Embla saw a faint redness spread from Peter’s neck and creep upward as he met Sixten Svensson’s gaze.
Sixten narrowed his eyes and leered at Peter as he drew his thin lips into a mean smile. “Speaking of hunting. I don’t give a damn that you’re just as lousy a hunter as your father. Stick to hunting ladies!”
The others around the table started squirming. It was obvious that Sixten was picking a quarrel.
Without looking at Sixten, Peter got up from the table and thanked everyone for a pleasant evening. With an extra thanks to the hosts he disappeared through the door.
“You are a fucking idiot, Sixten! Can’t you handle a few drinks without getting unpleasant? And you were actually friends with Peter’s dad,” Nisse said angrily.
Once Peter had left the others also started to get up. The party atmosphere was ruined. Tobias’s wife hadn’t had anything to drink during the evening and drove her husband, her father-in-law, and the tipsy Sixten home.
Embla told Nisse that he should bike home ahead of her. She intended to stay awhile to help Karin.
The two cousins drank a little more wine and talked while they cleared away the dirty dishes.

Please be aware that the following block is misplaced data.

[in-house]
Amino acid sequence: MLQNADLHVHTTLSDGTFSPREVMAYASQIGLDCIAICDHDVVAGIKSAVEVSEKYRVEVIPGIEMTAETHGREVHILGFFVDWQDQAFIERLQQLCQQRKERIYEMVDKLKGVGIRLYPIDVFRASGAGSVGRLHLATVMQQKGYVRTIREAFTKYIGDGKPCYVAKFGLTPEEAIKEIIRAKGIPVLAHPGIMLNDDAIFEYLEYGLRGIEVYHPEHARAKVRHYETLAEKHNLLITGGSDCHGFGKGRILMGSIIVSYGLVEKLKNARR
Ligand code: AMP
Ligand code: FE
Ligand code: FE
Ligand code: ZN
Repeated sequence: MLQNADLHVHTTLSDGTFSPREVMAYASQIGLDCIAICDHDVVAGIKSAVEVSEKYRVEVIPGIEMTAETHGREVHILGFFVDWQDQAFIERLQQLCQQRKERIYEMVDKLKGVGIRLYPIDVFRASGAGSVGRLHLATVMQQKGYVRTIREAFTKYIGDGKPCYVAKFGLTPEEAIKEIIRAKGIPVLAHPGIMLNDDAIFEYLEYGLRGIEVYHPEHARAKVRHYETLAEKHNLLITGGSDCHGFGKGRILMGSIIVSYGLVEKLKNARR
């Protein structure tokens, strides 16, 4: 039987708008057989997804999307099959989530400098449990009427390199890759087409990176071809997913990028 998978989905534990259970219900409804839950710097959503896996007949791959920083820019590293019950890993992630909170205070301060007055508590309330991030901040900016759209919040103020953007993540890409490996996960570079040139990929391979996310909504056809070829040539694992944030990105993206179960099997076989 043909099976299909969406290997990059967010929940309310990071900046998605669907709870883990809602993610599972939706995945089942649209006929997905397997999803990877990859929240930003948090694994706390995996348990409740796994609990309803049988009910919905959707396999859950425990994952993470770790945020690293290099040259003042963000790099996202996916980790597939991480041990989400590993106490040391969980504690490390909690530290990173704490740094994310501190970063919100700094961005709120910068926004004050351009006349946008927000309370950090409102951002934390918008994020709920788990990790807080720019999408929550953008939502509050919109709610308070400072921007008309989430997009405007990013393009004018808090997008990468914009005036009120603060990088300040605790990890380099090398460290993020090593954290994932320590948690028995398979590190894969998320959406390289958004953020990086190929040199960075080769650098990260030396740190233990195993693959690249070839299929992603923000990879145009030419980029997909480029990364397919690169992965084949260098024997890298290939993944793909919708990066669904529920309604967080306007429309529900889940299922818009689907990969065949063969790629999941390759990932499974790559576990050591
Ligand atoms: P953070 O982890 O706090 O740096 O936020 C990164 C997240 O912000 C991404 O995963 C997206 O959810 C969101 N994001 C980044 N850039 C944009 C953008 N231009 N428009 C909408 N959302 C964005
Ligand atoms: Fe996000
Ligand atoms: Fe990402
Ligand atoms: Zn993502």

“Peter’s sister, what do you know about her?” Embla asked after a while.
“Well, not much. Peter is a few years older than me, and a boy besides, so we never really played together. And then he moved with his mother to Gothenburg. But I remember his sister. Very pretty. Oooooh, how I admired her hair! Super long and blonde. She was going to high school in Åmål when she disappeared.”“Well, not much. Peter is a few years older than me, and a boy besides, so we never really played together. And then he moved with his mother to Gothenburg. But I remember his sister. Very pretty. Oooooh, how I admired her hair! Super long and blonde. She was going to high school in Åmål when she disappeared.”